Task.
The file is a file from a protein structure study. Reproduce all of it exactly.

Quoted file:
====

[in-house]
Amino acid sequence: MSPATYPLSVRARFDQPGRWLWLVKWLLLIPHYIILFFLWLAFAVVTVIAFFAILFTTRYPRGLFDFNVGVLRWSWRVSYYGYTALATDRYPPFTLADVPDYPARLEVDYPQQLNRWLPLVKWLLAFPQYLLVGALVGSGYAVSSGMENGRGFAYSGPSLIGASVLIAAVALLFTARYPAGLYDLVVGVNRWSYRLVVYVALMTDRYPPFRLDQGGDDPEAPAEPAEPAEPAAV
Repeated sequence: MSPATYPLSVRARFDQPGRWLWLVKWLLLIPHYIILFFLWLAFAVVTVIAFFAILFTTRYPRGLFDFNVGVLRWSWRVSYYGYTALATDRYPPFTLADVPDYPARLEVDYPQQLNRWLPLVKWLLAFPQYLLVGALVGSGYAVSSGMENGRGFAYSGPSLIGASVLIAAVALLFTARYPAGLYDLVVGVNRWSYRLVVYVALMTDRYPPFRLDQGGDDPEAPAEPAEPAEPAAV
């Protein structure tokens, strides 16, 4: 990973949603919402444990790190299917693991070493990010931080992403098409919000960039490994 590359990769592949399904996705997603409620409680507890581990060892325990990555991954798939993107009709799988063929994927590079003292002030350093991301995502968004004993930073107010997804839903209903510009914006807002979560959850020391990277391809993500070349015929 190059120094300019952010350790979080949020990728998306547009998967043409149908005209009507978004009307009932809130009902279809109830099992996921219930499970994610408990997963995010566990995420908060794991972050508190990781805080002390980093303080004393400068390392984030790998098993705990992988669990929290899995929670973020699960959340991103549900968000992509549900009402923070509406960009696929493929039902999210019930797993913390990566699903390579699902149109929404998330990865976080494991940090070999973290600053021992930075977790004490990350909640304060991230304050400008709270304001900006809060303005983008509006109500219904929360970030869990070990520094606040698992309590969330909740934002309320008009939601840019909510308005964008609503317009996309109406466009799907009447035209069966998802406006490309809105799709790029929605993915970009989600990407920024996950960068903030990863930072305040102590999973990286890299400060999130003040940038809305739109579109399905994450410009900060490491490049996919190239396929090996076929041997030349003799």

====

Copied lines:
[in-house]
Amino acid sequence: MSPATYPLSVRARFDQPGRWLWLVKWLLLIPHYIILFFLWLAFAVVTVIAFFAILFTTRYPRGLFDFNVGVLRWSWRVSYYGYTALATDRYPPFTLADVPDYPARLEVDYPQQLNRWLPLVKWLLAFPQYLLVGALVGSGYAVSSGMENGRGFAYSGPSLIGASVLIAAVALLFTARYPAGLYDLVVGVNRWSYRLVVYVALMTDRYPPFRLDQGGDDPEAPAEPAEPAEPAAV
Repeated sequence: MSPATYPLSVRARFDQPGRWLWLVKWLLLIPHYIILFFLWLAFAVVTVIAFFAILFTTRYPRGLFDFNVGVLRWSWRVSYYGYTALATDRYPPFTLADVPDYPARLEVDYPQQLNRWLPLVKWLLAFPQYLLVGALVGSGYAVSSGMENGRGFAYSGPSLIGASVLIAAVALLFTARYPAGLYDLVVGVNRWSYRLVVYVALMTDRYPPFRLDQGGDDPEAPAEPAEPAEPAAV
């Protein structure tokens, strides 16, 4: 990973949603919402444990790190299917693991070493990010931080992403098409919000960039490994 590359990769592949399904996705997603409620409680507890581990060892325990990555991954798939993107009709799988063929994927590079003292002030350093991301995502968004004993930073107010997804839903209903510009914006807002979560959850020391990277391809993500070349015929 190059120094300019952010350790979080949020990728998306547009998967043409149908005209009507978004009307009932809130009902279809109830099992996921219930499970994610408990997963995010566990995420908060794991972050508190990781805080002390980093303080004393400068390392984030790998098993705990992988669990929290899995929670973020699960959340991103549900968000992509549900009402923070509406960009696929493929039902999210019930797993913390990566699903390579699902149109929404998330990865976080494991940090070999973290600053021992930075977790004490990350909640304060991230304050400008709270304001900006809060303005983008509006109500219904929360970030869990070990520094606040698992309590969330909740934002309320008009939601840019909510308005964008609503317009996309109406466009799907009447035209069966998802406006490309809105799709790029929605993915970009989600990407920024996950960068903030990863930072305040102590999973990286890299400060999130003040940038809305739109579109399905994450410009900060490491490049996919190239396929090996076929041997030349003799």